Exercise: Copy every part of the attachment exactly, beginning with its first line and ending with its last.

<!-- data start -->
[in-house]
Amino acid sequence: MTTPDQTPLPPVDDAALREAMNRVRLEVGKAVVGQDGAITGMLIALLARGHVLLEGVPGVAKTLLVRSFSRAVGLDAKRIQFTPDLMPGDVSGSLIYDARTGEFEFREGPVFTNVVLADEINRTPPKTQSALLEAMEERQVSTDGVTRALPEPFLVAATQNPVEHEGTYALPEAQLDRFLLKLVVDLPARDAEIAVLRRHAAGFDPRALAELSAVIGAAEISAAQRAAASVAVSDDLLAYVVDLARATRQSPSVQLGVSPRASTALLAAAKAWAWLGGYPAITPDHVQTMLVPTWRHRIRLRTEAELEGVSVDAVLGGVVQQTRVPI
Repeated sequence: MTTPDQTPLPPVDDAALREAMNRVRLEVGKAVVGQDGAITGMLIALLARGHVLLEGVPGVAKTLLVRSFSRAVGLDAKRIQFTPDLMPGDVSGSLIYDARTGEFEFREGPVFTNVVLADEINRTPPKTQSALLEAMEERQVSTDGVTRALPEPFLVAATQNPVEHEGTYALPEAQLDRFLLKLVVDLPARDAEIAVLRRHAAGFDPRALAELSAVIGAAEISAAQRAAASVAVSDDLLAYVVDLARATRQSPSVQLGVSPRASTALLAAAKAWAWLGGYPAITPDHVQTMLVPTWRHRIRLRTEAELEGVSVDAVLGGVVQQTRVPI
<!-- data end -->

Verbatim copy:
[in-house]
Amino acid sequence: MTTPDQTPLPPVDDAALREAMNRVRLEVGKAVVGQDGAITGMLIALLARGHVLLEGVPGVAKTLLVRSFSRAVGLDAKRIQFTPDLMPGDVSGSLIYDARTGEFEFREGPVFTNVVLADEINRTPPKTQSALLEAMEERQVSTDGVTRALPEPFLVAATQNPVEHEGTYALPEAQLDRFLLKLVVDLPARDAEIAVLRRHAAGFDPRALAELSAVIGAAEISAAQRAAASVAVSDDLLAYVVDLARATRQSPSVQLGVSPRASTALLAAAKAWAWLGGYPAITPDHVQTMLVPTWRHRIRLRTEAELEGVSVDAVLGGVVQQTRVPI
Repeated sequence: MTTPDQTPLPPVDDAALREAMNRVRLEVGKAVVGQDGAITGMLIALLARGHVLLEGVPGVAKTLLVRSFSRAVGLDAKRIQFTPDLMPGDVSGSLIYDARTGEFEFREGPVFTNVVLADEINRTPPKTQSALLEAMEERQVSTDGVTRALPEPFLVAATQNPVEHEGTYALPEAQLDRFLLKLVVDLPARDAEIAVLRRHAAGFDPRALAELSAVIGAAEISAAQRAAASVAVSDDLLAYVVDLARATRQSPSVQLGVSPRASTALLAAAKAWAWLGGYPAITPDHVQTMLVPTWRHRIRLRTEAELEGVSVDAVLGGVVQQTRVPI